Investors want more time for their money

A survey has shown investors are more likely to seal a deal if they've had a meeting with the CEO. Er - don't they have a company to run?

by Emma Haslett
Last Updated: 14 Dec 2010
We knew investors were a demanding lot, but this is ridiculous: a new survey by equity broker CA Cheuvreux has found that for investors, meetings with members of a business’ senior management team are crucial when it comes to making a deal. That might not sound too bad, but the survey found that investors are four times more likely to seal a deal after a meeting with a CEO or CFO than with someone less senior – whereas more than half say that the chances of them making an investment after they’ve met with, for example, the head of investor relations, is a big, fat, zero. Apparently, it’s because senior managers have more ‘in-depth knowledge of strategy’, as well as the power to make decisions. Although we can’t help but feel they’re being a tiny bit precious about all this…

The survey asked investors and hedge fund managers what drove them to make investments in companies. An impressive 100% of hedge fund managers said one of the most crucial factors is access to senior managers – particularly if they’re willing to come to their office. They added, rather wryly, that the ‘least sought-after’ means of access are site visits and investor days. Is that because they actually have to leave their offices to get there…?

Annual reports, it seems, are no longer the most popular way to find out what’s going on: apparently, only a third of investors read them in any detail, while the majority ‘just glance at them’. Instead, investors apparently prefer to keep a closer eye on things: the survey reports that the majority value quarterly figures the most, with three quarters calling them ‘very useful’ – which rises to 85% in the US.

Bénédicte Thibord, CA Cheuvreux’s global head of marketing services, says it’s time for management to ‘commit more time to investors’. That’s as may be – but when CEOs are running around trying to impress investors, that doesn’t leave them a lot of time to run the company. The reason companies employ IR people is, chiefly, to deal with investor, thus allowing senior managers to concentrate on other matters of import. We’d agree that investors can expect to demand a certain amount of investors’ time – but having the senior management team at their beck and call isn’t exactly going to help them run a company.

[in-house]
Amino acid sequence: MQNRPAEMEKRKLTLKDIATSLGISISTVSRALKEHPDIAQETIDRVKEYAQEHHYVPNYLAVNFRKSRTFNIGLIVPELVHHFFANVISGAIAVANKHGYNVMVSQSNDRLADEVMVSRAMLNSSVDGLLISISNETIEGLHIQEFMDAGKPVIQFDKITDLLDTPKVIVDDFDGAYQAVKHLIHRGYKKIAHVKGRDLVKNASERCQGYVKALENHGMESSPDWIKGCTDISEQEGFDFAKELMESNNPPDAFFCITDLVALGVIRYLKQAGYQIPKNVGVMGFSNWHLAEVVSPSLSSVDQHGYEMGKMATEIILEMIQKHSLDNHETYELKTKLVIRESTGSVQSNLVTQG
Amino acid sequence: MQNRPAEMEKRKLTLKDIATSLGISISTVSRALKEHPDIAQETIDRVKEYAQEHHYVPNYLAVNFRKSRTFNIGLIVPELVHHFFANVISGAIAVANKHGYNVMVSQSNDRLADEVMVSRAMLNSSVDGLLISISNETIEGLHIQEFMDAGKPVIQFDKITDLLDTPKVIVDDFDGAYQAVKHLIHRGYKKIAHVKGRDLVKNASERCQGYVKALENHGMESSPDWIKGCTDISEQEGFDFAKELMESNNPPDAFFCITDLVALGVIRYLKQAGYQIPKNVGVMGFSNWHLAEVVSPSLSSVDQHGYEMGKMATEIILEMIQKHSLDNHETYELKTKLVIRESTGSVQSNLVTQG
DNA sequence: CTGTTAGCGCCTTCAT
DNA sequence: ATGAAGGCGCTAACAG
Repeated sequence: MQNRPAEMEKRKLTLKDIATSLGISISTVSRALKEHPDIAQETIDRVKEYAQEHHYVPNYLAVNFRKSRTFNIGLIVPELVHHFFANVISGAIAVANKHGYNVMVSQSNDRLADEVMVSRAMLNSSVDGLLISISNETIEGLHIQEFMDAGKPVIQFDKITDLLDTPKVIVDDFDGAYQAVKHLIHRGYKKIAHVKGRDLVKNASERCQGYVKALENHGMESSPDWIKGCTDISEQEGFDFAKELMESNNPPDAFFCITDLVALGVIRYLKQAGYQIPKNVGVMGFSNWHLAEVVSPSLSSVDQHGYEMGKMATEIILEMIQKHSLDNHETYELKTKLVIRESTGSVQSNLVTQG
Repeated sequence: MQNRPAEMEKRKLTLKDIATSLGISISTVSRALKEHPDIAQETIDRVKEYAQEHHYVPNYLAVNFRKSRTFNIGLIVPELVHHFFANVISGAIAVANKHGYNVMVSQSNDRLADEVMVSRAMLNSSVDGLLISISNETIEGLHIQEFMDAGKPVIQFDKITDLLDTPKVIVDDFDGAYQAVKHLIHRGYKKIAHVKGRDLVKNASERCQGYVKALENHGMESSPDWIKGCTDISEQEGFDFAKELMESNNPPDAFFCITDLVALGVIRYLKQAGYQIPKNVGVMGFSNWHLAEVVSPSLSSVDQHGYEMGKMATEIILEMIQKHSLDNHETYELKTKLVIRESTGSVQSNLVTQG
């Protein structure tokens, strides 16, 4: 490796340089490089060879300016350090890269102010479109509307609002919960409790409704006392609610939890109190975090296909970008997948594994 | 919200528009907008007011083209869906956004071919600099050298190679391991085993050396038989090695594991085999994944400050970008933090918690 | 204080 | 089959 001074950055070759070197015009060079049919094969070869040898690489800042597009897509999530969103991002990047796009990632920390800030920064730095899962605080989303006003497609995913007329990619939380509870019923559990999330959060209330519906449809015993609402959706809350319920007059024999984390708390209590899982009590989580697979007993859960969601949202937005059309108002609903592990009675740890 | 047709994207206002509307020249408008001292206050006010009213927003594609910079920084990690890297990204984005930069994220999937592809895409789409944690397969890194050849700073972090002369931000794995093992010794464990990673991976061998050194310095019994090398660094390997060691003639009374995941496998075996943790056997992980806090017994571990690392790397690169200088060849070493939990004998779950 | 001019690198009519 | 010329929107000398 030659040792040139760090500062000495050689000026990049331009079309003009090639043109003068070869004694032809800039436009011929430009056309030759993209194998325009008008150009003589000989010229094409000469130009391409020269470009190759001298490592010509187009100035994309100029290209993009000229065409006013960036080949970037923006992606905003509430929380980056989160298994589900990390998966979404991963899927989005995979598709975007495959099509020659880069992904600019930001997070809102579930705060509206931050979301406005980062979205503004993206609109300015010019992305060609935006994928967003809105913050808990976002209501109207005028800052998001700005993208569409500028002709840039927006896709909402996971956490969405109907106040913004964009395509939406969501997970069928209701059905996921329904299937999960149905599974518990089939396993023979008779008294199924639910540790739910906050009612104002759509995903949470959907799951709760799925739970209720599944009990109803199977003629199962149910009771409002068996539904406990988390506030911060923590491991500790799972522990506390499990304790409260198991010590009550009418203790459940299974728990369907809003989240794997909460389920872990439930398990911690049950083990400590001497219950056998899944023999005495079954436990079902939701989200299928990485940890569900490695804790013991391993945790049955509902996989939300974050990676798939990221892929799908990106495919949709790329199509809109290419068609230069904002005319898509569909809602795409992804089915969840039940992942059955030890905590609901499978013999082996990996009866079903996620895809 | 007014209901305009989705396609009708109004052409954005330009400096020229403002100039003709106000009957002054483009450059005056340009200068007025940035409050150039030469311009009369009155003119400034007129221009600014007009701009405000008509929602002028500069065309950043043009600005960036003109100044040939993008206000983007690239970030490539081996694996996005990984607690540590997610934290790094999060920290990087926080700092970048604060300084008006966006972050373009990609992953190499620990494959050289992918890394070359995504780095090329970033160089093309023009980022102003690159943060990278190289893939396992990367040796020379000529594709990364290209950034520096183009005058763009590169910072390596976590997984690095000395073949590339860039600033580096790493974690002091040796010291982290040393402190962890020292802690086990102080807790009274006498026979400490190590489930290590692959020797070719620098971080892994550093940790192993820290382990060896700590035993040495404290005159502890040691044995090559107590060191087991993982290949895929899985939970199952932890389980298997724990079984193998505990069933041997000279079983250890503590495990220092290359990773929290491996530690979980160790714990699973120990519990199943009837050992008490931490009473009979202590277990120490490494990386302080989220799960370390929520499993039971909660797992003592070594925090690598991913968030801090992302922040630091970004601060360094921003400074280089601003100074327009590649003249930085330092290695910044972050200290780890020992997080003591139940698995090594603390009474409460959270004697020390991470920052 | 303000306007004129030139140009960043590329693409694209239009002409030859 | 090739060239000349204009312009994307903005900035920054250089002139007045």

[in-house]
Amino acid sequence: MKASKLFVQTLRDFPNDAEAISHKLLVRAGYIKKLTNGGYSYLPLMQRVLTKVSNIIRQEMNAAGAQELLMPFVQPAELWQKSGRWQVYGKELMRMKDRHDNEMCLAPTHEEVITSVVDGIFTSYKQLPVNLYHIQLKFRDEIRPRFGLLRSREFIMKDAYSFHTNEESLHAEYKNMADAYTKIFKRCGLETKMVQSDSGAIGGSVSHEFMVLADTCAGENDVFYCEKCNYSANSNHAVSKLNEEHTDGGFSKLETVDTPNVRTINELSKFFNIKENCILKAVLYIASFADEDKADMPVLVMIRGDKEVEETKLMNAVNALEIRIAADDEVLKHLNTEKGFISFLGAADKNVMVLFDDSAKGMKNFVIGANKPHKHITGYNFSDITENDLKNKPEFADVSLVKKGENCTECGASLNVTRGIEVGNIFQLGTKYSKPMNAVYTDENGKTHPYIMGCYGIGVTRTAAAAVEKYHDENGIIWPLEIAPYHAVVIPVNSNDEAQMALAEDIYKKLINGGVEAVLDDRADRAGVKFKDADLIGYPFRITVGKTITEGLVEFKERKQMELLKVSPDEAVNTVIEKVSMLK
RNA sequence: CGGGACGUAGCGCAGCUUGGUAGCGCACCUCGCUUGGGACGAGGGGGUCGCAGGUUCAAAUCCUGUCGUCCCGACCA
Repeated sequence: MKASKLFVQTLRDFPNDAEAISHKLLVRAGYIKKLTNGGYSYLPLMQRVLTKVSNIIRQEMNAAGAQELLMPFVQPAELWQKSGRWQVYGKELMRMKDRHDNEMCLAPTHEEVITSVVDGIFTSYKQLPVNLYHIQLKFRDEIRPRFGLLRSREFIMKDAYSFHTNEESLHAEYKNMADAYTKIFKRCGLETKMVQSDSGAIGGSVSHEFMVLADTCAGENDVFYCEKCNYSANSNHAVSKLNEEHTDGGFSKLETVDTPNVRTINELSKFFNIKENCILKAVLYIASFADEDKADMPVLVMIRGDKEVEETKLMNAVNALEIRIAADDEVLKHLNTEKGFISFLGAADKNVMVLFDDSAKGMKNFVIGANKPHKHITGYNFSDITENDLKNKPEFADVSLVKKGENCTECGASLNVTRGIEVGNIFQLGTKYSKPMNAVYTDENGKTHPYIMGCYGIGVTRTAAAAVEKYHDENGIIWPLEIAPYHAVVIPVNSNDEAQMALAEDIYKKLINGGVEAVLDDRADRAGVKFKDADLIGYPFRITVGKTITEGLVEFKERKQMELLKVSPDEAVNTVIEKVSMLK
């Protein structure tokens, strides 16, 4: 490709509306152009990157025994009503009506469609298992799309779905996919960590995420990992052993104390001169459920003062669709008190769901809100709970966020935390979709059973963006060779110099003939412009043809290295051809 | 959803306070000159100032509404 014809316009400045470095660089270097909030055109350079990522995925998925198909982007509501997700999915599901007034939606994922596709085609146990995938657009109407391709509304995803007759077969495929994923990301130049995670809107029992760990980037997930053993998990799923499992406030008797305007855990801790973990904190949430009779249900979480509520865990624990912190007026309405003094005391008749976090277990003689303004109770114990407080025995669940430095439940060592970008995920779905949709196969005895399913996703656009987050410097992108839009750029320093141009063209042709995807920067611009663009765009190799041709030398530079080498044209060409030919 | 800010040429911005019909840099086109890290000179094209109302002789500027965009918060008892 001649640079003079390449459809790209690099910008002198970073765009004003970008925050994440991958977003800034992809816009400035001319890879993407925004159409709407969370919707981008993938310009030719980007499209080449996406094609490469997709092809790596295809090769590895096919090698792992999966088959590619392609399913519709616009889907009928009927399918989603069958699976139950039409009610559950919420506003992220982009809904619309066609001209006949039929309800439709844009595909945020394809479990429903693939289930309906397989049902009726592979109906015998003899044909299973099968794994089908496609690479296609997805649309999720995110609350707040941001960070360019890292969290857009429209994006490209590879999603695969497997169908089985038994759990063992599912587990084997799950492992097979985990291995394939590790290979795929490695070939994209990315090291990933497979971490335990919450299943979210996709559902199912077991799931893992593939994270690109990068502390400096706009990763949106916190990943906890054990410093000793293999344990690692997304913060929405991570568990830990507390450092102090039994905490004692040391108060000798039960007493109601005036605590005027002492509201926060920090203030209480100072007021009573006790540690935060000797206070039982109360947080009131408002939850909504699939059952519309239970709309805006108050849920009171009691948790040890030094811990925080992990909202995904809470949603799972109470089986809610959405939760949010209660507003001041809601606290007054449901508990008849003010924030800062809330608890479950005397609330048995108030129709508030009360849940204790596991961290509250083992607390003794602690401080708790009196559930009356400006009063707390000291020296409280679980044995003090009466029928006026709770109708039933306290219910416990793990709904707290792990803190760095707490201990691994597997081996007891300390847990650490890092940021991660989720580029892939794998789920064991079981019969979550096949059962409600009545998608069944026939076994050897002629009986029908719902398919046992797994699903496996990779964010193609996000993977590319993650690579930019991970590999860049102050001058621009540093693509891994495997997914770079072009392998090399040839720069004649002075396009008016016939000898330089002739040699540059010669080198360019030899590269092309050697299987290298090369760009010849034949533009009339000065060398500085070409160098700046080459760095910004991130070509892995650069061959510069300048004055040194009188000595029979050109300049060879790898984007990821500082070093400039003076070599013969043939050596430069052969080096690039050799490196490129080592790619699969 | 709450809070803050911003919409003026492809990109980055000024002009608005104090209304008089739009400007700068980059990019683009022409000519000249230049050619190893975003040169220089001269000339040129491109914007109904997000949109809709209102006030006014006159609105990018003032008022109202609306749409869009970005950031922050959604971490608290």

Still, beggars can’t be choosers, and since access to finance is tough, to say the least, at the moment, it may be time to forget about our pride and start schmoozing. Unless, of course, your business is especially sought-after. In which case, feel free to put them in their place…

Investors want more time for their money

 

A survey has shown investors are more likely to seal a deal if they’ve had a meeting with the CEO. Er – don’t they have a company to run?

 

We knew investors were a demanding lot, but this is ridiculous: a new survey by equity broker CA Cheuvreux has found that for investors, meetings with members of a business’ senior management team are crucial when it comes to making a deal. That might not sound too bad, but the survey found that investors are four times more likely to seal a deal after a meeting with a CEO or CFO than with someone less senior – whereas more than half say that the chances of them making an investment after they’ve met with, for example, the head of investor relations, is a big, fat, zero. Apparently, it’s because senior managers have more ‘in-depth knowledge of strategy’, as well as the power to make decisions. Although we can’t help but feel they’re being a tiny bit precious about all this…

 

The survey asked investors and hedge fund managers what drove them to make investments in companies. An impressive 100% of hedge fund managers said one of the most crucial factors is access to senior managers – particularly if they’re willing to come to their office. They added, rather wryly, that the ‘least sought-after’ means of access are site visits and investor days. Is that because they actually have to leave their offices to get there…?

 

Annual reports, it seems, are no longer the most popular way to find out what’s going on: apparently, only a third of investors read them in any detail, while the majority ‘just glance at them’. Instead, investors apparently prefer to keep a closer eye on things: the survey reports that the majority value quarterly figures the most, with three quarters calling them ‘very useful’ – which rises to 85% in the US.

 

Bénédicte Thibord, CA Cheuvrez’s global head of marketing services, says it’s time for management to ‘commit more time to investors’. That’s as may be – but when CEOs are running around trying to impress investors, that doesn’t leave them a lot of time to run the company. The reason companies employ IR people is, chiefly, to deal with investor, thus allowing senior managers to concentrate on other matters of import. We’d agree that investors can expect to demand a certain amount of investors’ time – but having the senior management team at their beck and call isn’t exactly going to help them run a company.

 

Still, beggars can’t be choosers, and since access to finance is tough, to say the least, at the moment, it may be time to forget about our pride and start schmoozing. Unless, of course, your business is especially sought-after. In which case, feel free to put those pesky investors in their place…

 

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Finance Misc

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